The worlds oldest Cornish pasty maker Warrens Bakery closes 22 stores – Plymouth Live

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Warrens Bakery has closed a total of 22 stores across the westcountry, it has confirmed.

The company, which prides itself on being the world’s oldest pasty maker, announced last month that a number of stores would be closing. It added at the time that its factory in St Just is no longer viable. Staff at that site remain under consultation.

Today a spokesperson confirmed that the Bodmin branch, which closed on Thursday, is the only store in Cornwall affected. A further 21 stores in other counties have also closed.

A spokesperson for Warrens Bakery said: “We did close a number of loss-making shops last week, 44 company-managed sites remain open.

“We have placed approximately 25% of retail teams put at risk back into long-term internal jobs within available vacancies in other stores.

“Further news about the St Just bakery proposal will be available 19 December.

“Based on our proposal, Warrens Bakery would continue to employ nearly 350 staff across the South West.”

Community spirit

Meanwhile just under £800 has been raised for people who work at the St Just factory.

A JustGiving page fundraising website page set up to raise funds for the staff says that workers are due to lose their jobs the week before Christmas.

Staff are facing redundancy just before Christmas
(Image: Elliot White)

Closures due to “Brexit uncertainty”

In a statement released last month Warrens blamed uncertainty generated by Brexit as the main cause of its diffiuclties.

It said: “In reaction to continued Brexit uncertainty and its ongoing consumer impact, we have taken the extremely hard decision to propose a restructure of the business.

“With sadness and a heavy heart, we are consulting with staff and examining streamlining options, which could lead to a significant loss of jobs throughout the westcountry.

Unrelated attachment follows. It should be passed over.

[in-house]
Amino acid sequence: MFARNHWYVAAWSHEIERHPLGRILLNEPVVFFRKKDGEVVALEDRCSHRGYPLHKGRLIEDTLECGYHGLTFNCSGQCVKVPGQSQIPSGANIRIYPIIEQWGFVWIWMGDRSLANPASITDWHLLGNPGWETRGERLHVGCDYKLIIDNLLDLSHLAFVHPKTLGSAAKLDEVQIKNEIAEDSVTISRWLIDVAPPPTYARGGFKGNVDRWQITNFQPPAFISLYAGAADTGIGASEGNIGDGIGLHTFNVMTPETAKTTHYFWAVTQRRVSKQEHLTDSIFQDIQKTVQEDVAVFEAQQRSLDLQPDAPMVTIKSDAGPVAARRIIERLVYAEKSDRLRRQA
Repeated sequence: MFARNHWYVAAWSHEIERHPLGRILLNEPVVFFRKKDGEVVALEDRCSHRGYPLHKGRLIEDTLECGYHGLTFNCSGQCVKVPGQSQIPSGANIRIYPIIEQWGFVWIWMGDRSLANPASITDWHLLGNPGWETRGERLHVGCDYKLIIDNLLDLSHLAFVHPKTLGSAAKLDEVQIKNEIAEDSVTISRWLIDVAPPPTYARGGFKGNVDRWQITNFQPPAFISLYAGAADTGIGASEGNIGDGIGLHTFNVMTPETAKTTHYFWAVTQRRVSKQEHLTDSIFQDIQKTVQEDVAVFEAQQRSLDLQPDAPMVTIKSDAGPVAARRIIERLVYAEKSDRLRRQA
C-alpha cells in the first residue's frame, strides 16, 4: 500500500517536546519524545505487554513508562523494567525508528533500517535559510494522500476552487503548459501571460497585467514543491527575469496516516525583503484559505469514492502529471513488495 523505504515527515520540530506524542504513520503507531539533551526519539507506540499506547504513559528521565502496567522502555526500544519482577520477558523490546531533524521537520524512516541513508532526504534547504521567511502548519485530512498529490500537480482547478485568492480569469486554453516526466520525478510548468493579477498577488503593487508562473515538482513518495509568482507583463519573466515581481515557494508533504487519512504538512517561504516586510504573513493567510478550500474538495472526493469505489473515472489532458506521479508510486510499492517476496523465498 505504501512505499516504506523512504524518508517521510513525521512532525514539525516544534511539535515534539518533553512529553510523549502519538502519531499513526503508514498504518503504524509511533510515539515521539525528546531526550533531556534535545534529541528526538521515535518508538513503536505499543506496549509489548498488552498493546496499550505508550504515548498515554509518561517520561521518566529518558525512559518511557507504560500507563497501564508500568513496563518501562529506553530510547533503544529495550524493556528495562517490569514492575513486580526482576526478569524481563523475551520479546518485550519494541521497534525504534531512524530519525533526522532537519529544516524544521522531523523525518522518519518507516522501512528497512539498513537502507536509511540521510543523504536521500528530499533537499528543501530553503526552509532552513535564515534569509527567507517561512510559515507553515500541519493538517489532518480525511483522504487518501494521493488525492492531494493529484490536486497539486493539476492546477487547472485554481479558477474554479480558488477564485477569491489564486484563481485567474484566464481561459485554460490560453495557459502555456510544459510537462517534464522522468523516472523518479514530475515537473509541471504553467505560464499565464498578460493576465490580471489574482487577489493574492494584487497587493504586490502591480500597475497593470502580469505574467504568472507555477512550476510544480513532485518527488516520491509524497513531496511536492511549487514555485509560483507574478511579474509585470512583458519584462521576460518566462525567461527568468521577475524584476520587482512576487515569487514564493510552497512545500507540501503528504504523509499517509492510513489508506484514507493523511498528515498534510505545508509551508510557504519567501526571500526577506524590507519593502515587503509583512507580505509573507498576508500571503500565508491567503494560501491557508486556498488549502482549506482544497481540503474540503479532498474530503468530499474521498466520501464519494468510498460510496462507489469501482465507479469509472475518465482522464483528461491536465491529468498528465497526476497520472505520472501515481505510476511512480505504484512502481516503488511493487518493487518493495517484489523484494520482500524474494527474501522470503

“With its configuration and remote location, our St Just manufacturing site, occupied since the 1970s, is no longer economically viable based on market influences. We are also consulting on the closure of a number of loss-making shops to safeguard the future of the wider business.”

The statement added: “By streamlining our portfolio, we will target the profitable segments of our business in food2go and café.

“Our increased focus will be in areas where we have seen continued success, including hospitals, travel hubs, strategically selected high street and destination sites.

“We remain committed to profitable manufacturing and will retain our site at Callington, while we will examine a variety of options to support our growth as a brand nationally, including in major airports.”

Warrens claims to be the oldest pasty maker in the world
(Image: Elliot White)

Warrens says its “1860 heritage product”, the Cornish pasty, will remain its signature item. However, it will expand its range further to “drive greater consumer interest in a changing world”.

The statement concluded: “We would like to thank our loyal staff and customers wholeheartedly for their continued support. We have been part of the West Country community for 160 years and, by implementing these proposed changes, we aim to serve the local economy for many years to come.”

In recent years Warrens has become the largest chain of bakeries in the South West with 50 shops in Cornwall, Devon and Somerset.

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